In its July 25, 2018 decision in Crago v. Diegel, the Appellate Division, Second Department, affirmed a counsel fee award to a wife, the monied spouse in this divorce action. Supreme Court Kings County Justice Esther M. Morganstern had awarded the wife 55% of her total counsel fees. Upholding the award, the Second Department noted:

In its determination of a counsel fee application, the trial court must consider the relative financial circumstances of the parties, the relative merit of their positions, and the tactics of a party in unnecessarily prolonging the litigation. Although the defendant correctly contends that he is the less monied spouse, the Supreme Court’s award to the plaintiff of 55% of her total counsel fees, upon its determination that the defendant’s obstructionist conduct unnecessarily prolonged the pretrial motion practice and the trial, was not an improvident exercise of discretion.

The Second Department cited Meara v. Meara, 104 A.D.3D 916, 960 N.Y.S.2d 911 (2013) in which the financial circumstances of the parties was not discussed, and Quinn v. Quinn, 73 A.D.3d 887, 899 N.Y.S.2d 859 (2010), in which the parties were described as being on equal footing.

However, a counsel fee award to the monied spouse is contrary the rule in the First Department as announced in Silverman v. Silverman, 304 A.D.2d 41, 47-49, 756 N.Y.S.2d 14, 19-21 (1st Dept. 2003). Below, Supreme Court New York County Justice Marilyn Diamond had awarded the husband $50,000 in attorney’s fees, out of a total of over $ 200,000 incurred, based upon the dilatory conduct of the wife and her then counsel. Eliminating the award, the First Department held:

This award of attorney’s fees was not proper under Domestic Relations Law §237, because awarding attorney’s fees to the monied spouse does not comport with the purpose and policies of that section of the Domestic Relations Law.

Continue Reading Awarding Counsel Fees to the Monied Spouse: Conflict in the Departments

In a lengthy, thoughtful August 29, 2017 opinion in S.M. v. M.R., Richmond County (Staten Island) Supreme Court Justice Catherine M. DiDomenico resolved the financial issues incident to the parties’ divorce. Among the issues were those that arose from parties’ family and financial ties to Egypt, the absence of proof on various financial matters, and the wife’s 1999 medical degree in Egypt, all but abandoned since moving to the United States in 2002 resulting in her current need for rehabilitative maintenance.

The final issue tackled by the Court was the wife’s request for an award of counsel fees in the sum of $43,000 for her attorney’s handling of the entirety of this divorce proceeding. The wife based her claim upon the fact that she was the non-monied spouse in this action (D.R.L. §237[a]). In support of her claim, the wife submitted a copy of her attorneys’ retainer agreement, together with legal billing.

The husband objected to any award on the basis of the language of that retainer agreement: the wife and her attorney had agreed to “cap” counsel fees at the sum of $10,000.

You agree to pay Your Attorney for legal services at the rate of $250.00 per billable hour and $750.00 per each half-day appearance in Court by Steven Scavuzzo Esq. The foregoing rates are valid for services rendered in calendar years 2013 and 2014. In the event that such rates are modified you will be advised and requested to execute an amendment reflecting the new rates. Legal fees in this matter shall be capped at $10,000, not including costs, disbursements, post-judgment enforcement and any appeal You wish to pursue.”

The husband argued that this cap should inure to his benefit; that as the wife can never be charged more than $10,000 for the divorce proceeding, as a matter of law he cannot be responsible for any more than that amount. The wife’s attorney should be prohibited from seeking an award of counsel fees by the clear language of his own retainer agreement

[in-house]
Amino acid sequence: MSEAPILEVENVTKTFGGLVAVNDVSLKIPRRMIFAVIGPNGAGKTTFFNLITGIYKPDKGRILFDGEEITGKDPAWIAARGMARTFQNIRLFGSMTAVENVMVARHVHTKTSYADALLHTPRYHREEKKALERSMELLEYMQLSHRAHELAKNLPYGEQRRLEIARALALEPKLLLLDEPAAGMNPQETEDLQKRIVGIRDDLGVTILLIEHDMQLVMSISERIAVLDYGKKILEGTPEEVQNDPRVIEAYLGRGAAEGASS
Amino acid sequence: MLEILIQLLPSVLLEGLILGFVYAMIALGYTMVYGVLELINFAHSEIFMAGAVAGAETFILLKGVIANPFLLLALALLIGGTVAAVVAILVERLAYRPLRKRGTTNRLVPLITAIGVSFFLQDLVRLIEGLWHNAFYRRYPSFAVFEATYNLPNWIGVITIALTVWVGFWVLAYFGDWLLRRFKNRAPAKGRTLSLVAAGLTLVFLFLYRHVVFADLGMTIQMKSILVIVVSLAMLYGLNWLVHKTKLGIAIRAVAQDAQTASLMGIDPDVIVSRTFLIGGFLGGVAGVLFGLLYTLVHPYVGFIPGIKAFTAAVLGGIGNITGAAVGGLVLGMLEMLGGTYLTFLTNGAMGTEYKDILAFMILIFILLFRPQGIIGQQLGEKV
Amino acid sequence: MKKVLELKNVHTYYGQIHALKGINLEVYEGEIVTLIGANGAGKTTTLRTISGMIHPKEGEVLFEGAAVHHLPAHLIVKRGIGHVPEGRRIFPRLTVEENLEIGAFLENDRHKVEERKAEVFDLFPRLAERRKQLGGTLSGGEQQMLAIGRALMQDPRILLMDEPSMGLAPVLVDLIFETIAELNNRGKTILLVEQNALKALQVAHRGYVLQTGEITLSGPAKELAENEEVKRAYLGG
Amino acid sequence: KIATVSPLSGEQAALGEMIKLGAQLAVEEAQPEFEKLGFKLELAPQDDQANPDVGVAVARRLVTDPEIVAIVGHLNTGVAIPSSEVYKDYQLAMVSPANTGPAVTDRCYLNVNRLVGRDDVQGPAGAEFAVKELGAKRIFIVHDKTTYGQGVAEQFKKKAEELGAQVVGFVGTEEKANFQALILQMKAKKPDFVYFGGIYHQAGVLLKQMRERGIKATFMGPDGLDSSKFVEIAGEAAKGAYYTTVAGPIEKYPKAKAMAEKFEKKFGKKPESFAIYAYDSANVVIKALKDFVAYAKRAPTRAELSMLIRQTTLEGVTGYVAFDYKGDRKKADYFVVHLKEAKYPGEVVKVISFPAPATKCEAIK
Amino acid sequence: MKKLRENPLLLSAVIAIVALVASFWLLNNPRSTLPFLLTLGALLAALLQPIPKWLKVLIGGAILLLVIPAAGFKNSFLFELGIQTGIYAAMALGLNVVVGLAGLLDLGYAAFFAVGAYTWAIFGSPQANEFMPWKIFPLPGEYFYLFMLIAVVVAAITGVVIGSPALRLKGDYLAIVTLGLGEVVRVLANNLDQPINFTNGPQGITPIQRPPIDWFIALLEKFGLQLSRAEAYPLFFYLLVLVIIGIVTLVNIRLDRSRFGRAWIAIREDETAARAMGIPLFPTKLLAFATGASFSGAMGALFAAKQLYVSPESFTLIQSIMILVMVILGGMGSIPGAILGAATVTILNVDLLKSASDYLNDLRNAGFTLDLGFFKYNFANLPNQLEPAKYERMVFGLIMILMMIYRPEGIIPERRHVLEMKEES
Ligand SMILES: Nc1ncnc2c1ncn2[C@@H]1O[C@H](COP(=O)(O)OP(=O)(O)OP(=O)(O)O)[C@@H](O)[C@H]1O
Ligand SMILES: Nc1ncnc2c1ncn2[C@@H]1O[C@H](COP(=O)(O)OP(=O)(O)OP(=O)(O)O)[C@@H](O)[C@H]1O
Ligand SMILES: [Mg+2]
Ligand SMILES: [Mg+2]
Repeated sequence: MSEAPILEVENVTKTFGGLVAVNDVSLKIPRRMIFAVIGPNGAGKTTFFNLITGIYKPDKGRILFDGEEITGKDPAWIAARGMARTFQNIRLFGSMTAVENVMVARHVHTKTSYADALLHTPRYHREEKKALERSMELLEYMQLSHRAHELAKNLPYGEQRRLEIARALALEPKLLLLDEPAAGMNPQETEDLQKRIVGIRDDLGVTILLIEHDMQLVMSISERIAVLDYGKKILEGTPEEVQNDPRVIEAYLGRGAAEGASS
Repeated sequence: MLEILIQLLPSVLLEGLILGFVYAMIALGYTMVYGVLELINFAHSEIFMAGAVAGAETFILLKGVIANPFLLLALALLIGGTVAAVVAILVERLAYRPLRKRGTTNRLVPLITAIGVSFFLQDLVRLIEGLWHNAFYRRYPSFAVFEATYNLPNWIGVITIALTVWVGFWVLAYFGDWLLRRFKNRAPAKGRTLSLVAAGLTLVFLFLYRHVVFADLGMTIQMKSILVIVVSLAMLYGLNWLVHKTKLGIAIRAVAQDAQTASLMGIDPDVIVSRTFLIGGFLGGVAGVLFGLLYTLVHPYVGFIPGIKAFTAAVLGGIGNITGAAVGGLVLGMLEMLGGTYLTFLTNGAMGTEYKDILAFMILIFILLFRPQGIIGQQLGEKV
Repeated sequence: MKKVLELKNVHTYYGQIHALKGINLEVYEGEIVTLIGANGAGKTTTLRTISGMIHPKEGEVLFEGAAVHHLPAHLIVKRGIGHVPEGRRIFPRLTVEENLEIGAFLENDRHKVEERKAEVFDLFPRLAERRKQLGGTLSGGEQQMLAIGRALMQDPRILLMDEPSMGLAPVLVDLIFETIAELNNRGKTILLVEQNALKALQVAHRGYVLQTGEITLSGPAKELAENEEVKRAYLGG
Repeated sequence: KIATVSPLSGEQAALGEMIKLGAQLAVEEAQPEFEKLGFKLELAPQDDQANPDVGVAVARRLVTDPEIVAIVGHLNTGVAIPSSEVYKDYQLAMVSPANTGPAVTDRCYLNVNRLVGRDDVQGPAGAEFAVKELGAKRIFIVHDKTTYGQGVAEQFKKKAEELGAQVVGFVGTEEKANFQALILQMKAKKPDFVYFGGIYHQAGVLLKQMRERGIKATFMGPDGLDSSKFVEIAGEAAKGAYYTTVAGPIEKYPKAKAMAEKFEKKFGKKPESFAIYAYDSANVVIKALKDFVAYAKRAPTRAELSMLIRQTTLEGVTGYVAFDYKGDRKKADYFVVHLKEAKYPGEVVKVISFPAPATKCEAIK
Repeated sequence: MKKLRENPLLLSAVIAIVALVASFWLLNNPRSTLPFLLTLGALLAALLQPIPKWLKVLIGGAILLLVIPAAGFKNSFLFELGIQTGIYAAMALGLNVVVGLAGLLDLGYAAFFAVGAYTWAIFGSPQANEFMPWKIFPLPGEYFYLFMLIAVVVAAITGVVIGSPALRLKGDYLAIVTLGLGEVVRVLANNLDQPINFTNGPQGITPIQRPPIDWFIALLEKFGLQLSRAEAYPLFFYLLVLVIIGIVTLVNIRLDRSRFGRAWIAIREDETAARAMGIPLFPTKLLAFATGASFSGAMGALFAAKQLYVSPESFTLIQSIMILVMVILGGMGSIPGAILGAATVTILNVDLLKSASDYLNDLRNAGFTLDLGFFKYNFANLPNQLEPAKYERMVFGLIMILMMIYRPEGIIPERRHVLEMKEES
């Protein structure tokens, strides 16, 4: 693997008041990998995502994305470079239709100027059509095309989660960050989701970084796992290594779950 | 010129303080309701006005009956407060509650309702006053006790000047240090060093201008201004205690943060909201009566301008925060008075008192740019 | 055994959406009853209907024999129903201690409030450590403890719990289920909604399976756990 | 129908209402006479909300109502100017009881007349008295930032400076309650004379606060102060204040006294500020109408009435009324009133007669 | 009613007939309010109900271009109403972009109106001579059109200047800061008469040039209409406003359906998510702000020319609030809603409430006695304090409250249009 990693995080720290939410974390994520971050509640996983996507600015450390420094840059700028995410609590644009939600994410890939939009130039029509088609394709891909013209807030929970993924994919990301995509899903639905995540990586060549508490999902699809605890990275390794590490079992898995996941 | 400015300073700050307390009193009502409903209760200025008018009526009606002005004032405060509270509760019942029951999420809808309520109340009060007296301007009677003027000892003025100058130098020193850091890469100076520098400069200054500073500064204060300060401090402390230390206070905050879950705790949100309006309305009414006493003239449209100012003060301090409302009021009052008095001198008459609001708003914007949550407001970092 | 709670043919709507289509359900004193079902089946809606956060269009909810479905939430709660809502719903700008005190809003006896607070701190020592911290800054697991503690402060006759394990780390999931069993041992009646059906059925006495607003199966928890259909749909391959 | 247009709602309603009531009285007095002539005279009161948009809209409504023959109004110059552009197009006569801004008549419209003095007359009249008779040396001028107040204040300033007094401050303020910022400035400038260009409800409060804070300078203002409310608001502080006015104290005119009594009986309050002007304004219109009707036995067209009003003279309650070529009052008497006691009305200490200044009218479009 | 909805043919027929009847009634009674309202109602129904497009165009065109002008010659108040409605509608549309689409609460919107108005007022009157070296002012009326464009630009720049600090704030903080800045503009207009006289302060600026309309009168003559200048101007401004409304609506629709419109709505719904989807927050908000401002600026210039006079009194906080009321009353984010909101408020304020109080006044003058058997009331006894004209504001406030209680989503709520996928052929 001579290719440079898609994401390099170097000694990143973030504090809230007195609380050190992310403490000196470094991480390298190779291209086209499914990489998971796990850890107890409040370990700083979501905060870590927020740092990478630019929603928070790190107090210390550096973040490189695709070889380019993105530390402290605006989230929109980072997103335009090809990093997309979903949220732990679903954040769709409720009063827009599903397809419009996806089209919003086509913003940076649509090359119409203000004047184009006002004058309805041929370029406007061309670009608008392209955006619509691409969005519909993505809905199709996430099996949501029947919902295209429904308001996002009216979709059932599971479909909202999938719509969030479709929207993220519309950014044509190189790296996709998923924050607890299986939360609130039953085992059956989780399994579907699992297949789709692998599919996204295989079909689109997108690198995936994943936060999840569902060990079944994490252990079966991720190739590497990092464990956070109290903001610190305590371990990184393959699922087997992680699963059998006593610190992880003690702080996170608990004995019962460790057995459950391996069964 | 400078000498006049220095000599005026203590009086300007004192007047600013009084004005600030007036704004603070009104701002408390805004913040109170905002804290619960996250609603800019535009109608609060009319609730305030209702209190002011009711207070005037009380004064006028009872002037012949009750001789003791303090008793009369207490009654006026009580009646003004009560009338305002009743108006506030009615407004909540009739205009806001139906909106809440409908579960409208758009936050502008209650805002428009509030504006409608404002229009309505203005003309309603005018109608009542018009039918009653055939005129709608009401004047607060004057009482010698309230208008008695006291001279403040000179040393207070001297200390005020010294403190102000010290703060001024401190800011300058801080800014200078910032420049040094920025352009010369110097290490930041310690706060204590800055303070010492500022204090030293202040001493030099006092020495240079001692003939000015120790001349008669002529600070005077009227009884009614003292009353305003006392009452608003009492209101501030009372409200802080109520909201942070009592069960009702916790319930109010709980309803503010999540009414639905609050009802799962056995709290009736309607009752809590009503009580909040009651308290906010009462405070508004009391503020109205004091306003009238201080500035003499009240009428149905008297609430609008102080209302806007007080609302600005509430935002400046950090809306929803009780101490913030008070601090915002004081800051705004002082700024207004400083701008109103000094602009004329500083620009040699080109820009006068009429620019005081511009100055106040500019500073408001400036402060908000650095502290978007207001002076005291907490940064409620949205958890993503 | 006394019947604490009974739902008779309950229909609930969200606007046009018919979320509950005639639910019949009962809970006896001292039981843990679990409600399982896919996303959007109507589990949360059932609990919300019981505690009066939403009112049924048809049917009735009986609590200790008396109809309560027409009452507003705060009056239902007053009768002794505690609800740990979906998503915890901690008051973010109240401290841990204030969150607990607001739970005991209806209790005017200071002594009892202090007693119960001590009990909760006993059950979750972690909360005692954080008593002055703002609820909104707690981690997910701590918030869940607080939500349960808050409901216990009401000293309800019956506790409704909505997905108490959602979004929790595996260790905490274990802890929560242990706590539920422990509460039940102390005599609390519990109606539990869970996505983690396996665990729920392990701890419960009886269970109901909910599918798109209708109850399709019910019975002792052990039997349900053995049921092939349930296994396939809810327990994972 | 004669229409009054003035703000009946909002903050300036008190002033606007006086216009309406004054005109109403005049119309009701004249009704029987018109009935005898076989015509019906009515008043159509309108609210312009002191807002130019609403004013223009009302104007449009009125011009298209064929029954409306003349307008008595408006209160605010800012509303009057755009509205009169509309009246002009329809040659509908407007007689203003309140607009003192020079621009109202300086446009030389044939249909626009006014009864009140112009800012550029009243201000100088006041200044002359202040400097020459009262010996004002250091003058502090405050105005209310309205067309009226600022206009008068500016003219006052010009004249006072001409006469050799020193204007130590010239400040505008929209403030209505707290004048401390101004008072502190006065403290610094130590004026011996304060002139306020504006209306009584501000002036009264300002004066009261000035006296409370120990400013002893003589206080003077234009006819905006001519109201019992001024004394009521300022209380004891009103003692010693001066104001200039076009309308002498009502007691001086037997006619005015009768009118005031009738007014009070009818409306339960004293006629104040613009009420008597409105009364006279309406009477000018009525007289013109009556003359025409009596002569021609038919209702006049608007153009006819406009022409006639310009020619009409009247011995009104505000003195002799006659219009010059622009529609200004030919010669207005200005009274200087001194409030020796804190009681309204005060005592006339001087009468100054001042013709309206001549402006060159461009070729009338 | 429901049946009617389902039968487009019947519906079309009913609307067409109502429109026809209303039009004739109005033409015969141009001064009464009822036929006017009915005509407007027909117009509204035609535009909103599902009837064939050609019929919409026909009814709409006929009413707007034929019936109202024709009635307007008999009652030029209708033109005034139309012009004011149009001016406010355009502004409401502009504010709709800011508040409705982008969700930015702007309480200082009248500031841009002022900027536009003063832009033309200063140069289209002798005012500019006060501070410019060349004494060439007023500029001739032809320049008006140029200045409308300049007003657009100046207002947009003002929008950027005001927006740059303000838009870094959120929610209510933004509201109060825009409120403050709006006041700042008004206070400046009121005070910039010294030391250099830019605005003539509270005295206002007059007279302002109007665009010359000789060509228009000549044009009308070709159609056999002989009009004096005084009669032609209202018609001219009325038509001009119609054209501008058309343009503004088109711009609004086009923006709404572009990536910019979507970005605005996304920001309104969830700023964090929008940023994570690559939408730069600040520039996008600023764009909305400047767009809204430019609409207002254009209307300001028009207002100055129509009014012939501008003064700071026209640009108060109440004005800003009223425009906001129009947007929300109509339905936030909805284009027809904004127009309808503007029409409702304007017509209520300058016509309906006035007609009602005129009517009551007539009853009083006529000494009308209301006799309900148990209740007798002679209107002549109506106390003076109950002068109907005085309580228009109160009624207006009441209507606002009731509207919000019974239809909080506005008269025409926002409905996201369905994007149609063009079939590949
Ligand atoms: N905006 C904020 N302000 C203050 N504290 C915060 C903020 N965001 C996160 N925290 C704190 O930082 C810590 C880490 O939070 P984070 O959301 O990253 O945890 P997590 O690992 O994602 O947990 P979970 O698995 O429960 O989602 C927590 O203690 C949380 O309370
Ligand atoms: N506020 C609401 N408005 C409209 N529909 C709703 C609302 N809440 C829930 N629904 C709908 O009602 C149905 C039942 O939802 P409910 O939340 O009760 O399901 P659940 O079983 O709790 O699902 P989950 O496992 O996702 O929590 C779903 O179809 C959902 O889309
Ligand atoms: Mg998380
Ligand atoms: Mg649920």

Continue Reading Husband Benefits From Wife’s Retainer Agreement Cap On Counsel Fees

The wife’s failure to send notice of default as required by the parties’ divorce judgment resulted in no award of counsel fees on her enforcement application. So held the Appellate Division, Second Department, in its August, 2015 decision in Taormina v. Taorminareversing the wife’s $7,781.25 counsel fee award by Westchester Supreme Court Acting Justice Janet C. Malone.

The wife had sought an award of a counsel fee pursuant to the parties’ judgment of divorce in connection with the husband’s alleged defaults as to certain obligations set forth in that judgment. The judgment, however, required the nondefaulting party to give notice of alleged defaults by certified mail. It was undisputed that the wife did not give such notice. Accordingly, the wife was not entitled to an award of a counsel fee pursuant to the terms of the judgment.

Moreover, as the record did not reflect that the husband’s defaults were “willful” within the meaning of Domestic Relations Law §237(c), that statute did not provide a proper alternative basis for the award of a counsel fee to the wife. Therefore, Justice Malone erred in awarding the wife a counsel fee.

Rocco V. Salerno, Jr., of Eastchester, represented the husband. Helene M. Selznick, of Somers, represented the wife.

Calulator on 100s 3It’s worthy of note when enough information is provided in an appellate decision to see “how” maintenance and child support were computed. The May 6, 2015 decision of the Appellate Division, Second Department, in Sawin v. Sawin, provides such an opportunity.

In Sawin, the parties were married in 1988 and had three children. During the marriage, the husband worked as a firefighter, and in 2011, he earned approximately $122,500. The wife stopped working full-time after the birth of the parties’ second child in 1994. In 2004, she began working part-time as a real estate agent, earning approximately $15,000 in 2010 and $23,000 in 2011. In December 2010, the wife commenced this matrimonial action seeking, among other things, child support, maintenance, and equitable distribution.